Pilgrims find in St. Peter’s Basilica two focal points: the Altar of the Confessio (main altar), built over the tomb of the apostle, and the Altar of the Chair, which dominates the apse. Both are the work of Gian Lorenzo Bernini (1598-1680), whose work here put the definitive stamp on the Baroque period. If architecture is music frozen in stone, then the Vatican Basilica is a great hymn of thanksgiving to God for the life of St. Peter the Apostle and the gift of his continuing ministry in the Church.

Experts consider the Altar of the Chair a work of both architecture and sculpture. The dimensions alone are a testament to Bernini’s surpassing genius: the Chair itself is over 20 ft. tall, the figures of the bishops between 13 and 16 ft., the whole work weighs over 150,000 lbs. – a massive project that took nine years to complete (1657-1666). Yet the scale gives rise to an even loftier purpose, namely, the symbolic representation of the ministry of St. Peter in the Church, handed on through the generations in an unbroken line from the Galilean fisherman to the Polish philosopher, poet and playwright, Pope John Paul II, the 264th Successor of the Prince of the Apostles.

The center of the work is the “Chair of St. Peter”, referred to in Latin as a cathedra, whence derives the English word “cathedral” (the church in each diocese wherein the bishop has his cathedra). This bronze sculpture is actually a very large reliquary, housing the remains of a wooden chair held by tradition to have been used by St. Peter himself when he lived in Rome. The cathedra of a bishop is the symbol of his authority to govern and teach the Lord’s flock, and so the cathedra of St. Peter represents the ministry of the Bishop of Rome as the foundation of the Church universal, a foundation willed by the Lord Himself (Mt. 16:18) and sustained by His own prayer (Lk. 22:32).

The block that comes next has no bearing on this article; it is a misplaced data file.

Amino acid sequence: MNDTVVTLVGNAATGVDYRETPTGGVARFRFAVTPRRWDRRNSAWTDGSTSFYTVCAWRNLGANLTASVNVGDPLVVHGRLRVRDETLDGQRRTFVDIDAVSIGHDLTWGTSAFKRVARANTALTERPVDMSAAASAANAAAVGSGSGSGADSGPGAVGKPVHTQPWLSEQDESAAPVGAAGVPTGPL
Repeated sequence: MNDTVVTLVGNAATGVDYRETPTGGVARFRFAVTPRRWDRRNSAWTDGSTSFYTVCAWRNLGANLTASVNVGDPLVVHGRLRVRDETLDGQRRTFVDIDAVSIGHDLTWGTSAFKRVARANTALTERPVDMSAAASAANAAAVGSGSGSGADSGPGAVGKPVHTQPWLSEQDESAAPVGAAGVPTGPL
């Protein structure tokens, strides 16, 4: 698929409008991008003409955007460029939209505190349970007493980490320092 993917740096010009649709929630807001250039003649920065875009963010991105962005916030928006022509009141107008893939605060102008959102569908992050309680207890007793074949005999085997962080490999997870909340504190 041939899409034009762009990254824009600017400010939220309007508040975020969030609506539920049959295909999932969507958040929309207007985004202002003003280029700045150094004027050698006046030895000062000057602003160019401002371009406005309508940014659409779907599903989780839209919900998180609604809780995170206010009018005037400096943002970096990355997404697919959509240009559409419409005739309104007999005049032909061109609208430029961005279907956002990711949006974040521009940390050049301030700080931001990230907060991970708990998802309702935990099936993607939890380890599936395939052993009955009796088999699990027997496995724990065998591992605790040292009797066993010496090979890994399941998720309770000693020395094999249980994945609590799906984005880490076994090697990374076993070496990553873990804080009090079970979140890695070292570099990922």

Rather than power and domination, that ministry is one of love and service, as depicted on the Chair by the scene of St. Peter kneeling before Jesus, making his threefold confession of love and receiving in return the threefold commission to feed Christ’s sheep (Jn 21:15-17). The three medallions above the Chair on the ceiling depict the source of that ministry and the price which it exacts. In the center is the consignment of the keys, flanked on the left by St. Peter’s crucifixion and on the right by the beheading of St. Paul.

Unsupported in mid-air, the entire Chair appears to be held aloft by the outpouring of the Holy Spirit through the window above. At the base are four giant figures of the early Fathers of the Church, two from the East and two from the West: (left to right) St. Ambrose, St. Athanasius, St. John Chrysostom and St. Augustine. When the Litany of the Saints is sung during the Rite of Ordination, all the saints depicted in the apse will be invoked.

Studying Bernini’s “homily in bronze” teaches us that the Successor of Peter is a source of unity for the whole Church and a repository of the Christian tradition. He is assisted in this role by his fellow bishops, the saints of the Church and the great Christian thinkers. Yet ultimately his work is sustained by no human power, but by the Holy Spirit, who never fails to be active in the Church.